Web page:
TwoSet Escape Room [Review]

The Devil’s Violinist

Location:  at home

Date Played: December 15, 2021

Required Equipment: computer with internet connection

Recommended team size: exactly 2 players

Play Time: 30-60 minutes

Price: free

REA Reaction

I’ll begin with some personal context. In addition to being a writer for Room Escape Artist and a full-time puzzle designer, I’m also a professional violinist and violist. I started learning classical violin as a young child, I studied ethnomusicology and composition in university, and I now play in a klezmer band with multiple albums forthcoming.

I’m just about the biggest classical music nerd you can find. My idea of a fun Friday night (when I’m not marathoning escape rooms) is bingeing Shostakovich or Mahler symphonies. And one of my favorite YouTube channels is TwoSet Violin. Brett Yang and Eddy Chen ‚ÄĒ talented violinists who are also really funny ‚ÄĒ make classical music accessible to their over 3 million subscribers through meme-filled sketches, challenges, and analyses of classical music in popular culture.

Matthew sitting with the creators of TwoSet
I met Brett and Eddy in person at their show in San Francisco in the before-times.

When TwoSet posted a video in early November 2021 of the duo playing an escape room in Australia, I was excited to see what “very special announcement” would be coming soon. Lo and behold, later that month they announced that they’d made their own music-themed virtual escape room!

Designed for two players in a style reminiscent of the asymmetrical information-sharing games from Enchambered, the TwoSet Escape Room was a delightful addition to (or perhaps start of?) the classical music-themed escape room canon. The game was playable by non-musicians as well, but it would be a good degree more challenging and make a bit less sense for players with zero classical music background.

The TwoSet Escape Room distinguished itself from other promotional escape rooms in that it wasn’t really a promotional escape room. Other than a brief plug for the upcoming TwoSet World Tour and a glamor shot of Brett and Eddy, this game truly felt like a gift to the TwoSet fandom, and to classical instrumentalists more generally. The gameplay was smooth and accessible to players with no puzzle background. An amusing story framed the game, though I would have loved to have seen the narrative more directly inform the puzzles.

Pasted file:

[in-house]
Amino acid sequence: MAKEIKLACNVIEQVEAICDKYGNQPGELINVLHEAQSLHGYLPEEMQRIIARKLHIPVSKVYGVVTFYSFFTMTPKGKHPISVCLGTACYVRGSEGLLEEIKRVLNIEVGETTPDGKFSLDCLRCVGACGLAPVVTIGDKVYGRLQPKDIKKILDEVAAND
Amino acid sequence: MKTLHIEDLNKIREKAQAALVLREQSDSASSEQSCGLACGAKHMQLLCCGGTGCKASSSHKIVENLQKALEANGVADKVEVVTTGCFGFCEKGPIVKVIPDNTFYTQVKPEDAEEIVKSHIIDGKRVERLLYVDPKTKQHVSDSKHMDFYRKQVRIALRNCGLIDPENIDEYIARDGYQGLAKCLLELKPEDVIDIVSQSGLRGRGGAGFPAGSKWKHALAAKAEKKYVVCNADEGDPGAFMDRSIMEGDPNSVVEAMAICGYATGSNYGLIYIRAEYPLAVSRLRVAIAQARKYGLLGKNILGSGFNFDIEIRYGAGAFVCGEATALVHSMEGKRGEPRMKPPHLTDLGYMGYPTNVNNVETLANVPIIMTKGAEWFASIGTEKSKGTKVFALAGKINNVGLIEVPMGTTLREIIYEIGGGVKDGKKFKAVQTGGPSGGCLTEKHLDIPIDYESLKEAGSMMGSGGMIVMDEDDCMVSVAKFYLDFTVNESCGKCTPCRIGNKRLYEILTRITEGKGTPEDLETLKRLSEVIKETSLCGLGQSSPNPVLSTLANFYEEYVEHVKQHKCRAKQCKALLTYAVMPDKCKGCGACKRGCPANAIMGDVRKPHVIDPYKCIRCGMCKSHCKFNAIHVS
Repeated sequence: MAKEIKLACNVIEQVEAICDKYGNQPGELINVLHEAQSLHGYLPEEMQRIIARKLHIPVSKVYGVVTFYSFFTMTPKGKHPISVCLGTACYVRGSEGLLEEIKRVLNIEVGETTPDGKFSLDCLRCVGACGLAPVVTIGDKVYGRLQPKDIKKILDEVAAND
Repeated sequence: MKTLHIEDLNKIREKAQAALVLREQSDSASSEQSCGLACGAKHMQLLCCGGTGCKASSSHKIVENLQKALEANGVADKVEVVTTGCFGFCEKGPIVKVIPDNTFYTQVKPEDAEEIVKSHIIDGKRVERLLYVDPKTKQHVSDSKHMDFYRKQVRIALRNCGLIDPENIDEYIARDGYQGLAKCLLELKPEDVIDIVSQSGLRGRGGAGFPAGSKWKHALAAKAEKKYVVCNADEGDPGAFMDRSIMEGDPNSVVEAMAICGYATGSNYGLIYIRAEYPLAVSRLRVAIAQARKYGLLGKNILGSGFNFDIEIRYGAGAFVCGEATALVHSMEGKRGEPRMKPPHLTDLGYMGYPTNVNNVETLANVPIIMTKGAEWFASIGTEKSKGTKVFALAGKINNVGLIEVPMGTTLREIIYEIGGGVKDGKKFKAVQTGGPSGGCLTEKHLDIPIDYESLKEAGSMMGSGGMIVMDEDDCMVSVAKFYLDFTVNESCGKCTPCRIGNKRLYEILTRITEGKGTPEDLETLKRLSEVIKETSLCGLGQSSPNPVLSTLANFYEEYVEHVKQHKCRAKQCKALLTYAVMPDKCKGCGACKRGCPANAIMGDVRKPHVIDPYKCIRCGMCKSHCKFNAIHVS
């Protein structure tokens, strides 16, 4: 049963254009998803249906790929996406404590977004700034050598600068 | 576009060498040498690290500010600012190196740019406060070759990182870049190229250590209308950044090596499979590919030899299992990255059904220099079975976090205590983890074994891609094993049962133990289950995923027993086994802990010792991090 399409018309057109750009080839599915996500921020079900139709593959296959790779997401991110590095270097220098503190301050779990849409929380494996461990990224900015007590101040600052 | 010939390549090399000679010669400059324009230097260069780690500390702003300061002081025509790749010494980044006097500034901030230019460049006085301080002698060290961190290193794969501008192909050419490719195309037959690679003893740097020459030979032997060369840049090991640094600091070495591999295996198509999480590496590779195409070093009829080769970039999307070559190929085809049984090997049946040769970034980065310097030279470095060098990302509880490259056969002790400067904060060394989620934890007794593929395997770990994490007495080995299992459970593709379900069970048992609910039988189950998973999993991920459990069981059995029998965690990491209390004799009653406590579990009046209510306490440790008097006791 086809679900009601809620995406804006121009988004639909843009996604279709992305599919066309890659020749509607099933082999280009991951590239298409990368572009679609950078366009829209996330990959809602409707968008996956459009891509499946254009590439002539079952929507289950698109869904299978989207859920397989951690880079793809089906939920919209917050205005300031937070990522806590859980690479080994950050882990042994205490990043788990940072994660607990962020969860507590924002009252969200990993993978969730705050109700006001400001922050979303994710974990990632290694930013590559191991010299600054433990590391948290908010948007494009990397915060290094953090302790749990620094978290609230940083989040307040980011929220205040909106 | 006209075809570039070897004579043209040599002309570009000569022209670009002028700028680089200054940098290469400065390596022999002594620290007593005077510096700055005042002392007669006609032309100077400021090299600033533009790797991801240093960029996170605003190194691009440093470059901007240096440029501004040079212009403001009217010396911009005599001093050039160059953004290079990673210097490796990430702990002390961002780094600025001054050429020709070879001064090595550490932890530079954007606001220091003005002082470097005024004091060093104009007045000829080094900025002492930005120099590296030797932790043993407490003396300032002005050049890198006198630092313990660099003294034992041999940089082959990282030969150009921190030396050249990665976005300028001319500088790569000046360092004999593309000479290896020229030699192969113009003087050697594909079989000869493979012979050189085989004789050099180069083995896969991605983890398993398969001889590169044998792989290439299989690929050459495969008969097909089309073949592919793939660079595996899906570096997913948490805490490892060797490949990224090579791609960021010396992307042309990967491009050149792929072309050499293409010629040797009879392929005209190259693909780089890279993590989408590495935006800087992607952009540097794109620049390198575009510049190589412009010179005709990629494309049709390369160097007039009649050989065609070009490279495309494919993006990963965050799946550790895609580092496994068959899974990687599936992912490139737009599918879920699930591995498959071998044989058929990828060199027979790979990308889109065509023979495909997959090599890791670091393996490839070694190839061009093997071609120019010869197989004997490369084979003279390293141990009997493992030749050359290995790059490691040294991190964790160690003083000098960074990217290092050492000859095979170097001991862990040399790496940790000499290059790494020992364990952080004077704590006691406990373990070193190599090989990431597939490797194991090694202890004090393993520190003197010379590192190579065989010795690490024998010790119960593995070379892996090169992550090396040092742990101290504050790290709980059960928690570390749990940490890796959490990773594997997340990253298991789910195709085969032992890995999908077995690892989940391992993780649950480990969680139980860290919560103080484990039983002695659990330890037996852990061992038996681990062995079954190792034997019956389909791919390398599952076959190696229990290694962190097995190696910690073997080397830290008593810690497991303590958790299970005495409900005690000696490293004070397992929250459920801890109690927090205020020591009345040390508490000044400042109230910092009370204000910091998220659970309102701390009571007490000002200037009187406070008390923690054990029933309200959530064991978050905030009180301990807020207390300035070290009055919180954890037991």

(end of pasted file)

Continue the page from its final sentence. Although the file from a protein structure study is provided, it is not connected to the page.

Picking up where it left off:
I don’t mean to string you along, so I’ll get to my key point: I whole(note)heartedly recommend giving the TwoSet Escape Room a play if you have any classical music background, even if you just studied piano for a few years as a kid. I’d love to see more escape rooms designed by folks with domain-specific expertise, and it’s so wonderful to see TwoSet Violin giving back to their community in creative ways like this.

Who is this for?

  • Instrumentalists
  • Fans of TwoSet Violin
  • Puzzle lovers with a basic classical music background
  • Any experience level (with puzzles and/ or classical music)
An intro letter to TwoSets.


We ‚ÄĒ a violinist and a pianist ‚ÄĒ showed up to our backstage practice rooms, but we got locked in. We had to communicate with our respective duo partner to learn who’d trapped us, and escape by the time the concert began.

A portion of a keyboard with the notes labeled.
Continue reading “TwoSet Escape Room [Review]”

Zelda: Defenders of the Triforce [Post Game Reaction]

On May 5th, our team played The Legend of Zelda: Defenders of the Triforce by Real Escape Games (aka SCRAP) in New York City.

We previously published a review of this game from its time in Los Angeles, California. Our friend and regular teammate Sarah Willson did such an amazing job of guest reviewing it that most of our readers didn’t realize that someone else wrote it.

Looking back at her review, we completely agree with her assessment¬†and will not write an additional review. I’ll add that of the various mass escape events that we’ve played by SCRAP,¬†The Legend of Zelda: Defenders of the Triforce¬†was the most fun and cohesive.

Mainstream reception

Unlike most escape games, The Legend of Zelda: Defenders of the Triforce received a lot of media attention. This came in the form of pre-game hype, followed by a lot of mixed and disappointed post game reports:

Kotaku: The Zelda Escape Room Is A Little Disappointing (And Not Really An Escape Room)

The Verge: We played a real-life Zelda adventure and Ganondorf won

Engadget: Playing Zelda in real life is a lot like doing grade-school homework

Zelda has withstood the test of time, sticking around for 30 years. It has transcended generations. A¬†number of its installments are some of the finest video games ever created.¬†Since¬†Zelda is one of the most beloved video game franchises in history, this disappointment was inevitable for a number of reasons that I’m going to explore.